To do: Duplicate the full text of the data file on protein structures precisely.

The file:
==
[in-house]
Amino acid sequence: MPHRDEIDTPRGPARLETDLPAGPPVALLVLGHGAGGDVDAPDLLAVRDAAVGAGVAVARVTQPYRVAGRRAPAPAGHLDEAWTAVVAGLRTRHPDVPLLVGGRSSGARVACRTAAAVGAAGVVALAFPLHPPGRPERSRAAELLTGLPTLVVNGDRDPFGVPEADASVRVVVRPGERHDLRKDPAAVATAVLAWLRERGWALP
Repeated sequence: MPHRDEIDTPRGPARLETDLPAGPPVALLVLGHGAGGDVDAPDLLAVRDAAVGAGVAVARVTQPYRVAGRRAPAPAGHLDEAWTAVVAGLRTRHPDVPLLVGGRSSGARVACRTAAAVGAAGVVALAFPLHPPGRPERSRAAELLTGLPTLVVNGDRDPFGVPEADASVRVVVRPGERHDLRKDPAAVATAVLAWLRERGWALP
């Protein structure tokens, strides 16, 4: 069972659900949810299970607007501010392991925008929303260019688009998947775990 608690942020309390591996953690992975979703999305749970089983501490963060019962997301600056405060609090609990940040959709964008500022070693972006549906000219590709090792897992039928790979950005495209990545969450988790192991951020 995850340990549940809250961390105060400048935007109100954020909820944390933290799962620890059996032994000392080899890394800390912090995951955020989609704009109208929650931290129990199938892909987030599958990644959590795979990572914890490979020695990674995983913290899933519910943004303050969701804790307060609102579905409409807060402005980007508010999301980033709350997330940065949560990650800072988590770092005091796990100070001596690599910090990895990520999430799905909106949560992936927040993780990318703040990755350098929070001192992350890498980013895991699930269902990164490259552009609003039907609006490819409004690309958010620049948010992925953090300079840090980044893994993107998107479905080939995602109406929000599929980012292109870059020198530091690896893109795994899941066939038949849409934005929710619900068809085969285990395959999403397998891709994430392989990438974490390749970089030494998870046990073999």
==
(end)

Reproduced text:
[in-house]
Amino acid sequence: MPHRDEIDTPRGPARLETDLPAGPPVALLVLGHGAGGDVDAPDLLAVRDAAVGAGVAVARVTQPYRVAGRRAPAPAGHLDEAWTAVVAGLRTRHPDVPLLVGGRSSGARVACRTAAAVGAAGVVALAFPLHPPGRPERSRAAELLTGLPTLVVNGDRDPFGVPEADASVRVVVRPGERHDLRKDPAAVATAVLAWLRERGWALP
Repeated sequence: MPHRDEIDTPRGPARLETDLPAGPPVALLVLGHGAGGDVDAPDLLAVRDAAVGAGVAVARVTQPYRVAGRRAPAPAGHLDEAWTAVVAGLRTRHPDVPLLVGGRSSGARVACRTAAAVGAAGVVALAFPLHPPGRPERSRAAELLTGLPTLVVNGDRDPFGVPEADASVRVVVRPGERHDLRKDPAAVATAVLAWLRERGWALP
């Protein structure tokens, strides 16, 4: 069972659900949810299970607007501010392991925008929303260019688009998947775990 608690942020309390591996953690992975979703999305749970089983501490963060019962997301600056405060609090609990940040959709964008500022070693972006549906000219590709090792897992039928790979950005495209990545969450988790192991951020 995850340990549940809250961390105060400048935007109100954020909820944390933290799962620890059996032994000392080899890394800390912090995951955020989609704009109208929650931290129990199938892909987030599958990644959590795979990572914890490979020695990674995983913290899933519910943004303050969701804790307060609102579905409409807060402005980007508010999301980033709350997330940065949560990650800072988590770092005091796990100070001596690599910090990895990520999430799905909106949560992936927040993780990318703040990755350098929070001192992350890498980013895991699930269902990164490259552009609003039907609006490819409004690309958010620049948010992925953090300079840090980044893994993107998107479905080939995602109406929000599929980012292109870059020198530091690896893109795994899941066939038949849409934005929710619900068809085969285990395959999403397998891709994430392989990438974490390749970089030494998870046990073999």